Billion Readers (BIRD), aims to ensure daily and lifelong reading practice for a billion people in India. This seemingly impossible goal is made possible by adding Same Language Subtitling (SLS) to existing entertainment content on TV and streaming, in all Indian languages – word for word viewers read what they hear. SLS was conceived for mass reading in 1996 at the Indian Institute of Management, Ahmedabad (IIMA). Through guaranteed and constant reading practice a nation of weak readers can be transformed into a nation of fluent readers.
Officially, India has 250 million non-literates and one billion literates. While this represents progress, it disguises a grim reality – of the billion “literates,” 600 million are weak readers who cannot read simple texts. Due to many factors, 6 out of 10 weak readers are girls and women. While a nation’s literacy is measured as a skill, for women it is fundamentally about their dignity. Illiteracy’s assault on women’s dignity is further compounded by caste, class, geography, and special needs.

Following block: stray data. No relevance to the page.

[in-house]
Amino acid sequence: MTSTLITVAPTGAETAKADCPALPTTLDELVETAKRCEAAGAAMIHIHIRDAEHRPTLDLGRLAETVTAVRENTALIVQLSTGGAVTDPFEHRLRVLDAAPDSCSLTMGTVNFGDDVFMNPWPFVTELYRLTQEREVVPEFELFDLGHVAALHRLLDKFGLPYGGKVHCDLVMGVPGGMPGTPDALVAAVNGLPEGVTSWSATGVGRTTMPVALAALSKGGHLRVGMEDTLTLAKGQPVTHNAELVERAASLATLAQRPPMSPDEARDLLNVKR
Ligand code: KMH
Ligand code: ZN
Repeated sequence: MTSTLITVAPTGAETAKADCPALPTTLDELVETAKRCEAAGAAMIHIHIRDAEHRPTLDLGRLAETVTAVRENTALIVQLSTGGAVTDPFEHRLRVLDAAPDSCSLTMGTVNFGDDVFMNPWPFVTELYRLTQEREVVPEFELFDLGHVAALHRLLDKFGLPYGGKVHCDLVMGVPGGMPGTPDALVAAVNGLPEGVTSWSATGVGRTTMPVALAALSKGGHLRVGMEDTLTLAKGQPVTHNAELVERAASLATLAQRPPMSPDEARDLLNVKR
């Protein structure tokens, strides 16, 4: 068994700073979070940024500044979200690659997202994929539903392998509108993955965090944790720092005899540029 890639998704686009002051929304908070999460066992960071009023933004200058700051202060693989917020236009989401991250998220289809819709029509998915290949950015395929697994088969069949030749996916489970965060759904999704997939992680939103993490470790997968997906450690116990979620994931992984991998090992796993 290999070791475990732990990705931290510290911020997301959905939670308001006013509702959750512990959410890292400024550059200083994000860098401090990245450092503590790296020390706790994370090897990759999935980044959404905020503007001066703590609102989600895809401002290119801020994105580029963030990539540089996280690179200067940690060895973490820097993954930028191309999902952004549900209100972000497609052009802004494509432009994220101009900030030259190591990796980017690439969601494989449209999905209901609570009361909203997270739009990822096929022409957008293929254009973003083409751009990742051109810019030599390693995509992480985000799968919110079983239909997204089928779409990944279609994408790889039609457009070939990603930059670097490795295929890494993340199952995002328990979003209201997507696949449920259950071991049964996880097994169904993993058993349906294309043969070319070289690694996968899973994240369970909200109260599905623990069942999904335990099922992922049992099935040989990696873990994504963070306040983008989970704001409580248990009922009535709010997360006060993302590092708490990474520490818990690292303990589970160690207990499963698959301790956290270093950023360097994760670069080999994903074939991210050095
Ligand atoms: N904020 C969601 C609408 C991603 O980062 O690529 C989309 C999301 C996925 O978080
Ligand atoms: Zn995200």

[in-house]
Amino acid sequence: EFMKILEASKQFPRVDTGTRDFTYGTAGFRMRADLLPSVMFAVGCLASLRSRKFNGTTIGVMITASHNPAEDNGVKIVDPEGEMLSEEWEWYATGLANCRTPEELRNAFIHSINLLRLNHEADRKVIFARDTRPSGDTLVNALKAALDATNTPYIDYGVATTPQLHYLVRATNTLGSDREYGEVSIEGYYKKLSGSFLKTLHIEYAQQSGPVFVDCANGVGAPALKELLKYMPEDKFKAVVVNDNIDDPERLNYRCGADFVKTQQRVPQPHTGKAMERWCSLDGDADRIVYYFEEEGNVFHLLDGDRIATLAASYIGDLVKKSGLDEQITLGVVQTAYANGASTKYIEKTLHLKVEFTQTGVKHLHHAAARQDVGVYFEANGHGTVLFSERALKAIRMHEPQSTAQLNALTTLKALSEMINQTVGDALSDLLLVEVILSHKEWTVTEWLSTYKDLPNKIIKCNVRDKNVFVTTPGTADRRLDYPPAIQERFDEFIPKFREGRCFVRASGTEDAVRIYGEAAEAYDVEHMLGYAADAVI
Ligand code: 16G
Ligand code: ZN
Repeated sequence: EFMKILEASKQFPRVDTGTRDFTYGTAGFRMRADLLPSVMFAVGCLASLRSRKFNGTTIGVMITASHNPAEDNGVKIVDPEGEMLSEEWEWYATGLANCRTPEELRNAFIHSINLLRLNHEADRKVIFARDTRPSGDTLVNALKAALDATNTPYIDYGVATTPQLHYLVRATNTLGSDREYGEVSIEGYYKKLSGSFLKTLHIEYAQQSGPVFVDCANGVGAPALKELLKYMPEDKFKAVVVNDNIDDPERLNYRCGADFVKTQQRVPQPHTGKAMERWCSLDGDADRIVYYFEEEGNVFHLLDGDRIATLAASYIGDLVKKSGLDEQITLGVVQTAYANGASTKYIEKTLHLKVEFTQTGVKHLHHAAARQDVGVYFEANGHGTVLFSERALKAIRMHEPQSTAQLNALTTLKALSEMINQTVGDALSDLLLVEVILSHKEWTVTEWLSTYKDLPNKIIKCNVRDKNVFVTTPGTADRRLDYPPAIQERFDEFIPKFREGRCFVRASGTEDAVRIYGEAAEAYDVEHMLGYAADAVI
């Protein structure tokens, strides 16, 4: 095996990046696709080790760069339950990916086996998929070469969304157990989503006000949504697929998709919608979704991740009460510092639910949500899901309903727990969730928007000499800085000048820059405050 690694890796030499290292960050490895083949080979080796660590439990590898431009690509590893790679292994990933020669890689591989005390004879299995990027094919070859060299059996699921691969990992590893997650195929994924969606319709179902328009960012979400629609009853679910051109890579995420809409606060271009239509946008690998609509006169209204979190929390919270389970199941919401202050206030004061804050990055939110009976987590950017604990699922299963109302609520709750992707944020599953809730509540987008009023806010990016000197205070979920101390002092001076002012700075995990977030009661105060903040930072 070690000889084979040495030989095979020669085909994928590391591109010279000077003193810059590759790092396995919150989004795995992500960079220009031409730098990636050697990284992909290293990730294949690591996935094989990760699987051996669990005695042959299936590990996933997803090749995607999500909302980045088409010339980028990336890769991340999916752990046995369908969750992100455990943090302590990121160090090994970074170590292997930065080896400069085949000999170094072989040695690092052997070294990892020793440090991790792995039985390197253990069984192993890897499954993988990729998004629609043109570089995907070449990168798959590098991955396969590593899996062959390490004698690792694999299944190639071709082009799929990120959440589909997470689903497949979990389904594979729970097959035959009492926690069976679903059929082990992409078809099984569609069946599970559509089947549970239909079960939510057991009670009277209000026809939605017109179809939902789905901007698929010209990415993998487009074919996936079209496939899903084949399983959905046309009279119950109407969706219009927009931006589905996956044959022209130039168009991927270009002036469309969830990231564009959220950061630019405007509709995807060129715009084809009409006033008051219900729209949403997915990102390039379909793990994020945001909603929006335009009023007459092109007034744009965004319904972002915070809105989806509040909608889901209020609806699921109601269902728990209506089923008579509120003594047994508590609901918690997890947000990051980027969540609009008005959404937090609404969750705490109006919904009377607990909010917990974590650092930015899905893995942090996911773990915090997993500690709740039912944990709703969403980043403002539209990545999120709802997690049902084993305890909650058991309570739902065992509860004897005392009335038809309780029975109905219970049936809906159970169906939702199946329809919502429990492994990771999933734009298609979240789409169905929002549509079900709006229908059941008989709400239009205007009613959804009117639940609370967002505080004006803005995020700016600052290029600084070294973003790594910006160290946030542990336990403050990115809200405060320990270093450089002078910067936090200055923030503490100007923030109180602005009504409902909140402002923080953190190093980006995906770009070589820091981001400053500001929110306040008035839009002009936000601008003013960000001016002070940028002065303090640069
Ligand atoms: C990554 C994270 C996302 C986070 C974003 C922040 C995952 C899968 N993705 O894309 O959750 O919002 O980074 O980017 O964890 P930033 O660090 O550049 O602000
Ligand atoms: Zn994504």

Most households in India have few books or reading material to enjoy but have a TV. With SLS switching on the TV will mean switching on reading. A billion+ TV viewers in India will get 2+ hours of SLS exposure per day as a staple part of their 4 hours of screen-based video entertainment per day they consume throughout their lives. That is the equivalent of 14K words seen/read per day, a book read every 5 days, or 4000 books over 60 years. A lifetime or 70 years of daily reading with SLS costs less than half a pound per weak reader. Several international personalities have endorsed SLS due to its power to scale and proven cost-effectiveness: Bill Clinton, Boris Johnson, Narendra Modi, Gordon Brown, and Stephen Fry.